I have added 3 calculations to the view. The purpose of the calculations is to show you the result of the summary.

One is a count of the rows in Month key. Another is a count of month key. The third is a count distinct of month key. Each row represents a record in the source table. The count of the number of records is shown, 129,096. This is the same value as the count of month key. The calculation count (distinct) month_key has a value of 43 as there are 43 values of month key.

view usage set to automatic

I have set the aggregation property for these calculations to calculated. This is because the query engine will complain if I try to set on the usage to summary otherwise.

When the usage property is set to summary, the value for count (distinct month_key) continues to be 43. The value of count (distinct MONTH_KEY) and count (MONTH_KEY) become 5778. This is because there are multiple month key values for each base product key. You will notice that the value of expected volume has been aggregated as well.

view usage set to summary

If the view did not have base product key in it there would be the same number of rows when the view has its usage set to automatic. When the usage is set to summary then the count will be 43 for all three calculations.

An example of that is below.  In this picture, I have removed base product key from the view.  There is still 129,096 rows in the view.

view base product key removed summary NOT set on.png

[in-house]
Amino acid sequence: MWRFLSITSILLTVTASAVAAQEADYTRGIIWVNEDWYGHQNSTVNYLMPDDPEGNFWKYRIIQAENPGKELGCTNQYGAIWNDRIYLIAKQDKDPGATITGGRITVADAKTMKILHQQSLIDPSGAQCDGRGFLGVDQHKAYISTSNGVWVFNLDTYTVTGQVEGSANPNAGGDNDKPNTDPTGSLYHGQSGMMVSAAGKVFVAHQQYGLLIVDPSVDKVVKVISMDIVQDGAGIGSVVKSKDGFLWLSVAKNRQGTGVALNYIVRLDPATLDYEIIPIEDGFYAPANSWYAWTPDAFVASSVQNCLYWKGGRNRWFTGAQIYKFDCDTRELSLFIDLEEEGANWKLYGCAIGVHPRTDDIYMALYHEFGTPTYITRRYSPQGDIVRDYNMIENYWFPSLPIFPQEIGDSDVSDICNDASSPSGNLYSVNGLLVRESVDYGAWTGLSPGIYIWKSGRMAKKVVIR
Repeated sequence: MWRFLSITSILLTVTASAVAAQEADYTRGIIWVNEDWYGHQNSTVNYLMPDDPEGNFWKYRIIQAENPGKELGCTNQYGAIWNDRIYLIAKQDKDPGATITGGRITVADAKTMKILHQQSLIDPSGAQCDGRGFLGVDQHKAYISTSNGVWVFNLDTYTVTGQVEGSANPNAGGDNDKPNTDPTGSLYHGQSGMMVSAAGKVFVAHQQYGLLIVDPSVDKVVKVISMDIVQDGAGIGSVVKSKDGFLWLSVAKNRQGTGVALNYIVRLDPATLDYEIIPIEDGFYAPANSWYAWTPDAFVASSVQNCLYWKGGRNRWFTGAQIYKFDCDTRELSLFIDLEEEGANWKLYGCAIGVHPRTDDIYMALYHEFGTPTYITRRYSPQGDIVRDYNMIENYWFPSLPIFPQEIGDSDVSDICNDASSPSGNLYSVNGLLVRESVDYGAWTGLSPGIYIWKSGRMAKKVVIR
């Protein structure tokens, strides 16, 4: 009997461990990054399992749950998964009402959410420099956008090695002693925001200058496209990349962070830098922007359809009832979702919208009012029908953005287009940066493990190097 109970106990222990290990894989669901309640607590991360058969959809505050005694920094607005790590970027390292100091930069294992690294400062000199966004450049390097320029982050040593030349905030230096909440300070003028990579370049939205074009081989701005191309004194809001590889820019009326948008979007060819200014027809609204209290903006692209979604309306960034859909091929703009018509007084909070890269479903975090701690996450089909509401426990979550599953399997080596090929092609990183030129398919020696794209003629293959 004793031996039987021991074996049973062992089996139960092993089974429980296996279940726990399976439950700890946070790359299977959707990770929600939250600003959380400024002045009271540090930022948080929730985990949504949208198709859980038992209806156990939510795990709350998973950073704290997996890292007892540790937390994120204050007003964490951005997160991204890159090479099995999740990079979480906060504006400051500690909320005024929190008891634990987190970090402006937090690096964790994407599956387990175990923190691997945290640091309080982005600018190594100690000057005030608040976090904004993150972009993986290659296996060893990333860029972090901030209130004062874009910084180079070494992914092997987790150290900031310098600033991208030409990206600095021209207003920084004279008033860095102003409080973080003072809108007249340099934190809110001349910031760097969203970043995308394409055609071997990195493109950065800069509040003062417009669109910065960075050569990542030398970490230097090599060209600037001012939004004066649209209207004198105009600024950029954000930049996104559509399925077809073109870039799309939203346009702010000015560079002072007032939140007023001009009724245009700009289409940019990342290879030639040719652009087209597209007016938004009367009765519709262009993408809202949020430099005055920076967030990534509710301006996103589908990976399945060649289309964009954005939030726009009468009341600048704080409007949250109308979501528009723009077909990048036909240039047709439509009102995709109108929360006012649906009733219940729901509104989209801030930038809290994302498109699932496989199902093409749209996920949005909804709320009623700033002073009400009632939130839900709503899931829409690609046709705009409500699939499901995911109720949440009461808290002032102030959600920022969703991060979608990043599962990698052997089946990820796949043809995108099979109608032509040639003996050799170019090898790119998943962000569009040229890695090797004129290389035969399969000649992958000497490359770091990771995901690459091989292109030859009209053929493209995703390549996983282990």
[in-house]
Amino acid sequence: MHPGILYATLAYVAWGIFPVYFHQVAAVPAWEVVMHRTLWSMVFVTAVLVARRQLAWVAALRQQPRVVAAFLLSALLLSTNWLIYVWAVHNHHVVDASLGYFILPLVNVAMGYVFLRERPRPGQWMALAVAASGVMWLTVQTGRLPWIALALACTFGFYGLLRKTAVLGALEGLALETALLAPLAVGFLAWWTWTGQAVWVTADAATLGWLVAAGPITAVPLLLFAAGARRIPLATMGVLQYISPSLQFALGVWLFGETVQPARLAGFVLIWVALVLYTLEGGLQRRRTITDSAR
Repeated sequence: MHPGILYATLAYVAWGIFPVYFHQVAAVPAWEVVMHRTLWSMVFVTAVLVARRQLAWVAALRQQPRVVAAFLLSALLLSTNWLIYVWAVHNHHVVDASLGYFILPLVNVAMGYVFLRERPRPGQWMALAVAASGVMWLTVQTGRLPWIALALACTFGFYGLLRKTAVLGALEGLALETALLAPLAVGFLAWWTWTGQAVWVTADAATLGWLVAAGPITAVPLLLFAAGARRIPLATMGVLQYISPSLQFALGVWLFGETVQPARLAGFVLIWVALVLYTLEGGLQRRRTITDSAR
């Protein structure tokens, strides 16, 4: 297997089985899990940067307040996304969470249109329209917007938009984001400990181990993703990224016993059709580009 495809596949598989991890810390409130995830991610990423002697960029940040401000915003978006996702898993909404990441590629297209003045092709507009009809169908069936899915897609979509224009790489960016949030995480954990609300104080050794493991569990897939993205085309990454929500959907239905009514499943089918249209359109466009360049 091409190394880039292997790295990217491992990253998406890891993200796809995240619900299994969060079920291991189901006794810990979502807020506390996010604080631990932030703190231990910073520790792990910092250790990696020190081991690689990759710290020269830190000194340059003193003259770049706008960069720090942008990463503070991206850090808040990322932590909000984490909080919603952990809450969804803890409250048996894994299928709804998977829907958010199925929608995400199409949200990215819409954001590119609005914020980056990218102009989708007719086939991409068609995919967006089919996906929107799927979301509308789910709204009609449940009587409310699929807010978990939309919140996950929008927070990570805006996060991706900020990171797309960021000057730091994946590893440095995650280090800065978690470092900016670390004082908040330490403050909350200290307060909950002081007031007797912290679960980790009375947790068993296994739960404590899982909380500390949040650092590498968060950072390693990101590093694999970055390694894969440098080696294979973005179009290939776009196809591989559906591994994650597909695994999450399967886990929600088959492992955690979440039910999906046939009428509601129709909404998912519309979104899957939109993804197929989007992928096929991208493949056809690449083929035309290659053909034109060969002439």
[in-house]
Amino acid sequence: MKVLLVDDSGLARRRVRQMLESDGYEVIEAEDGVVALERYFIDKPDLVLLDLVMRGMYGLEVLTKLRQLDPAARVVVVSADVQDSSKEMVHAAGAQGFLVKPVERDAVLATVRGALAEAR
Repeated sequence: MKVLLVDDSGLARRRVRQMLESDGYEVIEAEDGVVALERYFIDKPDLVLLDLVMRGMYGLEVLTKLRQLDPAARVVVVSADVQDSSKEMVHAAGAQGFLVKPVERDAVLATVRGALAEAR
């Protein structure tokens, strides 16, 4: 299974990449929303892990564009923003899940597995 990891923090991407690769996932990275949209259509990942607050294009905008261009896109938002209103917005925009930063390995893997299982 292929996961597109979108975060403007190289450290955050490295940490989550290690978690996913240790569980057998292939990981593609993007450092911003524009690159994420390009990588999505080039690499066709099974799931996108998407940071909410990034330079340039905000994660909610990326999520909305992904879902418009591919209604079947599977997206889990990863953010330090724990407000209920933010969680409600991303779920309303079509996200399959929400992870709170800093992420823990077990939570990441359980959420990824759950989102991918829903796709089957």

In this picture, there are 43 rows once the usage property has been set to summary.

Bridge usage

A common modeling pattern is the bridge table scenario.

The bridge table exists to model a many-to-many relationship between two objects. The bridge table exists to remove the many-to-many relationship between the objects. The many side of each relationship is set to the bridge table.

Here is a ginned-up example.

Illustration of a bridge table.

The Cognos query engine understands tables which are at the many end of relationships to be fact tables. The bridge table isn’t a fact, however. The bridge table usage setting tells the query engine how to understand the role of the table and properly generate the query.

The key is to recognize the pattern and model it. Once you have recognized that the pattern is a bridge table and defined the bridge table, either in the data base or in the module, the setting will allow the query engine to deal with the situation, in a relatively elegant manner, as the hard part was to recognize the pattern and the requirements have been reduced to just setting the usage property to the appropriate setting.

This makes modeling for bridge table situations easier.

It is preferable to create the bridge table in the database rather than the model.




Fri December 03, 2021 01:06 PM

@IAN HENDERSON​ - this is a fantastic example and I appreciate you sharing it with us.

Wed December 01, 2021 11:25 AM

Hi @IAN HENDERSON, Thank you for sharing your​ always enlightening insights